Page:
I don't know about you all, but in the wake of Trump's election I have been feeling pretty cynical about human behavior and the general state of our social world. Which might explain why I am feeling particularly grateful for the brief but sincere kindness we experienced at the show last night, not only from some of the nice (and strong, with quick reflexes) concert-goers, but the McMenamins staff, too, who didn't make Alex or me feel like the amateur assholes we appeared to be (no, he wasn't over-served, and no, he wasn't wasted).
Long story short, thank you for being there and available to assist us as needed. And please pass along my gratitude to whomever the actual staff might have been (I think one guy was a brunette white dude in a red shirt, another was the bouncer guy at the base of the stairs up to the seated area, and another was the guy giving those glow-in-the-dark hand stamps to get in to the Over 21 section). I've always enjoyed shows at the Crystal Ballroom (dating all the way back to when my West Linn High School graduation party was there in 2000), but now the venue is also endeared to me thanks to the helpful staff. It's proof that just being nice and offering assistance can sometimes be enough to make another person feel better.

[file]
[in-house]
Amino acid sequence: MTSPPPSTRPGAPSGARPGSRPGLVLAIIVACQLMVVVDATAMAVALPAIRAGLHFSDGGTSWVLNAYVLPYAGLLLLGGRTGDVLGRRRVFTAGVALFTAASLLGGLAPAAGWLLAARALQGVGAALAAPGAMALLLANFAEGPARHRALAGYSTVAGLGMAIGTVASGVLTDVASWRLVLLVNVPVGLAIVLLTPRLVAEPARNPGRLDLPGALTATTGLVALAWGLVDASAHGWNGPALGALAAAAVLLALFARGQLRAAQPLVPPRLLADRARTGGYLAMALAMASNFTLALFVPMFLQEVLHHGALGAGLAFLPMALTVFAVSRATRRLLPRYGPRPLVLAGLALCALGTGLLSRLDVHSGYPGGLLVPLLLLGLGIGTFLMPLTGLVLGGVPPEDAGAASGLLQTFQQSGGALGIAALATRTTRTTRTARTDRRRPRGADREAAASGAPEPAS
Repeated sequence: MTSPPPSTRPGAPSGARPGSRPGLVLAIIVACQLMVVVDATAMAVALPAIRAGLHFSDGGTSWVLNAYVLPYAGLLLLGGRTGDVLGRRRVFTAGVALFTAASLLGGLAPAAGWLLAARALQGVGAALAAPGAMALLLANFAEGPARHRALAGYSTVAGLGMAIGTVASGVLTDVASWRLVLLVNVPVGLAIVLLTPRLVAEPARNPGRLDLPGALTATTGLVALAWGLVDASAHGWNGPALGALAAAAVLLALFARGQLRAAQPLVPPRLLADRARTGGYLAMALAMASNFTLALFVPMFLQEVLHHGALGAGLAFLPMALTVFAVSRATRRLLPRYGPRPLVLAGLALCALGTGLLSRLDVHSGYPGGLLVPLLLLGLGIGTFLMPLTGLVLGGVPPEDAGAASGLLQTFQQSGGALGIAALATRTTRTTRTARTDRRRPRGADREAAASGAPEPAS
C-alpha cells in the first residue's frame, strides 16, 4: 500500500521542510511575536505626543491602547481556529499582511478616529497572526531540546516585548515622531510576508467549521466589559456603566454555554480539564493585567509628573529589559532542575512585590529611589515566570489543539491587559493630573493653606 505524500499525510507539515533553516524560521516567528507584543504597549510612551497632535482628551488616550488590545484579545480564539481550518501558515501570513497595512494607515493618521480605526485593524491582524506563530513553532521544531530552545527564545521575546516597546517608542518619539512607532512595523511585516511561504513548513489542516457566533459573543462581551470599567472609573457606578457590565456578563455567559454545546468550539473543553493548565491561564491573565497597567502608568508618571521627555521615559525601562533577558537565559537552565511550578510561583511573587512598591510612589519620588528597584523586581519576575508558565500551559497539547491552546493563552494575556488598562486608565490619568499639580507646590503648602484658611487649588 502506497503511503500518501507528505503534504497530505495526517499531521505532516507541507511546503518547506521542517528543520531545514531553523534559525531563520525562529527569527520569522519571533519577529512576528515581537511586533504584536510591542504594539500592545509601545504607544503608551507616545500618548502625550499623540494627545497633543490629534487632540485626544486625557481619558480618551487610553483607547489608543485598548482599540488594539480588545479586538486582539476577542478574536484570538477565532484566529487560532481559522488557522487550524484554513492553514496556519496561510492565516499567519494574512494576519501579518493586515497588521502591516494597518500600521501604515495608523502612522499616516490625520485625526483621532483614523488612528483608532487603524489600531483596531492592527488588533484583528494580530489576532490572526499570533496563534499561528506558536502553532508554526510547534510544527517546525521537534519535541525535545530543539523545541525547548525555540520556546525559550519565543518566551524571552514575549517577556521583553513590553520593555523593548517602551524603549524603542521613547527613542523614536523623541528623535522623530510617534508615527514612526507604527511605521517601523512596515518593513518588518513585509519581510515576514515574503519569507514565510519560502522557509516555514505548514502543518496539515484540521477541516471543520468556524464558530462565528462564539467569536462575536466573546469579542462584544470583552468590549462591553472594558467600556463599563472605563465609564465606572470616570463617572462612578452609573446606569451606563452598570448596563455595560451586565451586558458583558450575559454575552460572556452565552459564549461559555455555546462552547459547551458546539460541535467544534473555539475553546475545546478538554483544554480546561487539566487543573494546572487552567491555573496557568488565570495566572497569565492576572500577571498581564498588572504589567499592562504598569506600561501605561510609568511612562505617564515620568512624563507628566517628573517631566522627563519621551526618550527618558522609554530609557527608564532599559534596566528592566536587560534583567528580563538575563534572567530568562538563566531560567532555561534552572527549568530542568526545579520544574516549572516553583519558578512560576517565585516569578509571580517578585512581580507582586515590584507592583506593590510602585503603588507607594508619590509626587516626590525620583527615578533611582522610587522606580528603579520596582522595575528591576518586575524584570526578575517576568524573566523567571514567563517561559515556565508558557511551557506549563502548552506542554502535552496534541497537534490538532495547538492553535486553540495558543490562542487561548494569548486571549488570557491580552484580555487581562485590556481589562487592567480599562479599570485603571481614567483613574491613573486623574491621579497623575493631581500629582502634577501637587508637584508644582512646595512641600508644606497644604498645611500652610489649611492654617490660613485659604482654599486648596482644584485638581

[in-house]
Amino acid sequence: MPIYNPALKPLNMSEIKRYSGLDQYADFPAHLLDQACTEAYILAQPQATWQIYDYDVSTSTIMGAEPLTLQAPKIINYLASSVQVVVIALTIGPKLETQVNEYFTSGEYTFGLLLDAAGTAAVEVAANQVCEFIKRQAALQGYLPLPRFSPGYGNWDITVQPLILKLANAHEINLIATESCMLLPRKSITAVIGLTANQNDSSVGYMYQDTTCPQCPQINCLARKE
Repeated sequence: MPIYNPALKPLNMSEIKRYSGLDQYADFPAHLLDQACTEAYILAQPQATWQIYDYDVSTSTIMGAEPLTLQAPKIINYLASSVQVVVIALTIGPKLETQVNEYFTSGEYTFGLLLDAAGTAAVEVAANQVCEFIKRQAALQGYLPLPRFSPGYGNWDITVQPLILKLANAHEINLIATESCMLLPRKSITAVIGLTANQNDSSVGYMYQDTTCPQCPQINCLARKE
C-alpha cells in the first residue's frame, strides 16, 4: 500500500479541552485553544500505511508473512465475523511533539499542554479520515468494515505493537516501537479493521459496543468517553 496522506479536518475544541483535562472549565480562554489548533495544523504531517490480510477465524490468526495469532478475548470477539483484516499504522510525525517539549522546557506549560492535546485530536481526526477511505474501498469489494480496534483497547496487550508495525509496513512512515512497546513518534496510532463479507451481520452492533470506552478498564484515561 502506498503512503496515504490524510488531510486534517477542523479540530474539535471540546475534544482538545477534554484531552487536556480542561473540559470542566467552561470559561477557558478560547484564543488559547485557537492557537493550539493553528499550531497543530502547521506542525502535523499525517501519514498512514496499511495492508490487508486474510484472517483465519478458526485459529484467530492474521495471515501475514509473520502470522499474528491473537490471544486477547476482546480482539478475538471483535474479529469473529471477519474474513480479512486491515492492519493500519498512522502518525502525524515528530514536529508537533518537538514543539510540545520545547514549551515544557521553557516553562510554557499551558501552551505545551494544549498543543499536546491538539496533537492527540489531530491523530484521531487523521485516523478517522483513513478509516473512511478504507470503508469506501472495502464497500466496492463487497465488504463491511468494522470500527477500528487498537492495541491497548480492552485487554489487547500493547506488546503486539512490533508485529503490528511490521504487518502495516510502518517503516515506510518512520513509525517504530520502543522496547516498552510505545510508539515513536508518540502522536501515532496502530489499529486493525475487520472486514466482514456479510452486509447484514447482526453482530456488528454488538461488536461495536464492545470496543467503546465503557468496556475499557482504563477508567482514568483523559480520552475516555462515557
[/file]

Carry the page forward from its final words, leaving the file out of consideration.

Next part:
Thursday, November 17, 2016

IUI is not for Me Him Me

I had a difficult time last week reconciling Trump's Tuesday night win with my Wednesday fertility appointment. They aren't directly connected, of course, but then again, maybe they are. Isn't everything? This is what I wrote then ...  
... I cannot get past the juxtaposition that I am headed in to the fertility clinic where I can freely access healthcare and medical intervention to support a desire to grow a family, but our country just voted for President of the United States a man who vowed to eliminate much of women's healthcare access/reproductive rights. So what you are saying is that Trump wants to either grab women by - or legislatively rule over - pussy?